Campus radio station ACRN will host its annual Lobsterfest all around Athens.

 

 

The final fest of the Spring Semester is here, but it’s bigger than any one street or venue.

The annual All Campus Radio Network music festival, Lobsterfest, will be held this weekend at different venues throughout Athens. Headlining bands will include Waxahatchee, Container, Suuns and Empire! Empire! (I Was a Lonely Estate) along with several local acts.

However, this year’s festival will be structurally different from previous celebrations. Originally planned to be held at The Union Bar & Grill, Friday's show has been split up and spread out.

“Our headliner for Friday night is Waxahatchee at ARTS/West and we’re doing two sets on Friday just because we have a lot of artists,” Bailey Kretz, the promotional director for ACRN, said. “The mini-headliner for the second part of Friday is Container at Jackie-O’s.”

The other change is that Lobsterfest will be a free event open to the public. Due to increased funding ACRN received from the Student Appropriation Committee this year, it has been able to bring prominent artists to Athens at no charge to attendees.   

“The idea of the festival is to bring something to the community,” Kretz said. “And if all members of the community have to pay to get in, it kind of defeats the purpose.”

Unlike many other Athens area music festivals this academic year, such as Country Night Lights or Numbers Fest, Lobsterfest does not confine its bill to just one overarching genre or demographic. Sam Tornow, the editorial director for ACRN, said this allows for a more comprehensive concert experience.

“These are acts that are big but aren't mainstream top 40,” Tornow said. “It allows for more of a human interaction — these aren't artists who get lifted off stage right away and don’t talk to anybody. After all of these people’s sets, anybody will be able to talk to them.”

ACRN, made the festival’s main objective to appeal to the wide range of musical taste at Ohio University. The weekend will include sets from acoustic artists, garage punk bands, electronic acts and far more — many of whom are on the edge of breaking through into the limelight, according to Kretz.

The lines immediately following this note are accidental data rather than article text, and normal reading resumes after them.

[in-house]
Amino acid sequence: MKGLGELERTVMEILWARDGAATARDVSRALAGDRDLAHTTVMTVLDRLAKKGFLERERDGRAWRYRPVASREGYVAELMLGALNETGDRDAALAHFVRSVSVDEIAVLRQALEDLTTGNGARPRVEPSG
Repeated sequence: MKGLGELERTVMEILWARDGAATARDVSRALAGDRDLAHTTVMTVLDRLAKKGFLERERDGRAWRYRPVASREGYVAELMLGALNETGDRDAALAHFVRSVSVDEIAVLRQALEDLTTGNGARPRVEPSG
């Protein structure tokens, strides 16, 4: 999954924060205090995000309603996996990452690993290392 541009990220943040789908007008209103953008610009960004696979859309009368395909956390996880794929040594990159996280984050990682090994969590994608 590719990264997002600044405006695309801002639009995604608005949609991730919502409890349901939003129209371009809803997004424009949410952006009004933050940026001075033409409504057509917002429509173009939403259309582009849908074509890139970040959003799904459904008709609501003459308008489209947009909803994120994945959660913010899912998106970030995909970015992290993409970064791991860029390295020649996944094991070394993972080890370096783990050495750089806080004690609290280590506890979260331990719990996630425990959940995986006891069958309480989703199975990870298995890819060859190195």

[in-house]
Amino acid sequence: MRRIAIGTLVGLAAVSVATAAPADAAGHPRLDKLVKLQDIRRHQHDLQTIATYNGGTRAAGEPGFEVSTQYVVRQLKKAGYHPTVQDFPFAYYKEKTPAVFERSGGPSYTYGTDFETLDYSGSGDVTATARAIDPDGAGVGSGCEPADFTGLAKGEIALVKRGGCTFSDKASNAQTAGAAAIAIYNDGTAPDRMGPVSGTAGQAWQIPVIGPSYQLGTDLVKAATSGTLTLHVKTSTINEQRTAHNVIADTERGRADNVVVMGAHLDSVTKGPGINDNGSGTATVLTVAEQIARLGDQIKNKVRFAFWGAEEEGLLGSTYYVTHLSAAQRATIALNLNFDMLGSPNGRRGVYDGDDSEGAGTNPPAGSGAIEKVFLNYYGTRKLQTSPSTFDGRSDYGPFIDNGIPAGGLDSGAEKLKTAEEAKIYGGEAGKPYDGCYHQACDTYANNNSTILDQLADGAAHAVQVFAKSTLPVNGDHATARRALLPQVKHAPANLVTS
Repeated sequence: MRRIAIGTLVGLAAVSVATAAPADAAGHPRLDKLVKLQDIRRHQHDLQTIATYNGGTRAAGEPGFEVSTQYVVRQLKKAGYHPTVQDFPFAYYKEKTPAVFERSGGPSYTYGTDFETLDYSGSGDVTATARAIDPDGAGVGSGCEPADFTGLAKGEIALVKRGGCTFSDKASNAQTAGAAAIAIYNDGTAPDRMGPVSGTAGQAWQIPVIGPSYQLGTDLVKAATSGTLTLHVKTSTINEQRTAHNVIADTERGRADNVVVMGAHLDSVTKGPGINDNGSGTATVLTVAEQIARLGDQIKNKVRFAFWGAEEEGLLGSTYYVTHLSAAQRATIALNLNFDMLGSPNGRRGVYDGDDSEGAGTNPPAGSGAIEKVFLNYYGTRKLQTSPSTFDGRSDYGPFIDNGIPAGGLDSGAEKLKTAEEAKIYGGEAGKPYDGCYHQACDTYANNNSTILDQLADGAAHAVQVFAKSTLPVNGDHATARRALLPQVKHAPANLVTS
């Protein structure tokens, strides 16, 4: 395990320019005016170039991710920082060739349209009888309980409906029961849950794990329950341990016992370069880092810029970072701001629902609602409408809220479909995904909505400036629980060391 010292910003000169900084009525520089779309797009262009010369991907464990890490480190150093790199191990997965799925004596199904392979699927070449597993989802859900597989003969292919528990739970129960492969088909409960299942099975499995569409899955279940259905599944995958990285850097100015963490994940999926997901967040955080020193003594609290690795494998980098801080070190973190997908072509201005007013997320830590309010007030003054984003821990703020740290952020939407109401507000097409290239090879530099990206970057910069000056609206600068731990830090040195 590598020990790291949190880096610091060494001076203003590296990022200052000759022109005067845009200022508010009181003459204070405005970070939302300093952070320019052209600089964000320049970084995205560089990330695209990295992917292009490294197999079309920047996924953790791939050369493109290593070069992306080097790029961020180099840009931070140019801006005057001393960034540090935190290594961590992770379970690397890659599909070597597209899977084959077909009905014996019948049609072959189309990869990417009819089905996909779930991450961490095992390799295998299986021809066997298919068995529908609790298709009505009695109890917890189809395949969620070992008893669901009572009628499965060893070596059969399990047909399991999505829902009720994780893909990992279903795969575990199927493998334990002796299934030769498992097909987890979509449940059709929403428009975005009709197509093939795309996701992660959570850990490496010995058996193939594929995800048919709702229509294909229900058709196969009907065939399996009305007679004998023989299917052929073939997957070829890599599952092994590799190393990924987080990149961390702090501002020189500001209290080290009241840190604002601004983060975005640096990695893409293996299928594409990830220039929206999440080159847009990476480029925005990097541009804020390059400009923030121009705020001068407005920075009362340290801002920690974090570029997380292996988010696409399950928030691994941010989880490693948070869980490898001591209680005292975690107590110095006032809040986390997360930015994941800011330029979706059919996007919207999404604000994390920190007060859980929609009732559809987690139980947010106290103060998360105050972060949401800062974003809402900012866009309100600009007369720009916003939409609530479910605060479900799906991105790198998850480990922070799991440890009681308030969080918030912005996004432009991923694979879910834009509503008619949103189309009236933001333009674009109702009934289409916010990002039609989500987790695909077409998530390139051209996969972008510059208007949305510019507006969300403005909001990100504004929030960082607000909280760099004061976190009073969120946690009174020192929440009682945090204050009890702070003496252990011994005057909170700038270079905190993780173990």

“If you don’t like one band, you can have something completely different in 20 minutes,” Kretz said. “The idea is to find new music you like, what we think the student body will really like and what could potentially be blowing up in the next year.”

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The festival will be the focus of an upcoming virtual reality documentary from OU student Maddie Pinney, a friend of organizer Kretz. This weekend, Pinney will be using a virtual reality “rig” to film much of the footage and the film is expected to be released next fall.

“I was really interested in letting other people see and experience what it is like to put together a festival all on their own,” Pinney, a junior studying media arts and studies, said. “We wanted to show people in an immersive way that if you are interested in this that you have the opportunity here with ACRN.”

Above all, Tornow said, Lobsterfest is organized as an opportunity for Athens residents to come together and enjoy great music — and for free this year.

“Lobsterfest showcases what the students and people of Athens can do to create as much art as possible,” Tornow said. “And to really show off how much we care about this community and what we want to bring to it.”

@broermazing

mb503414@ohio.edu

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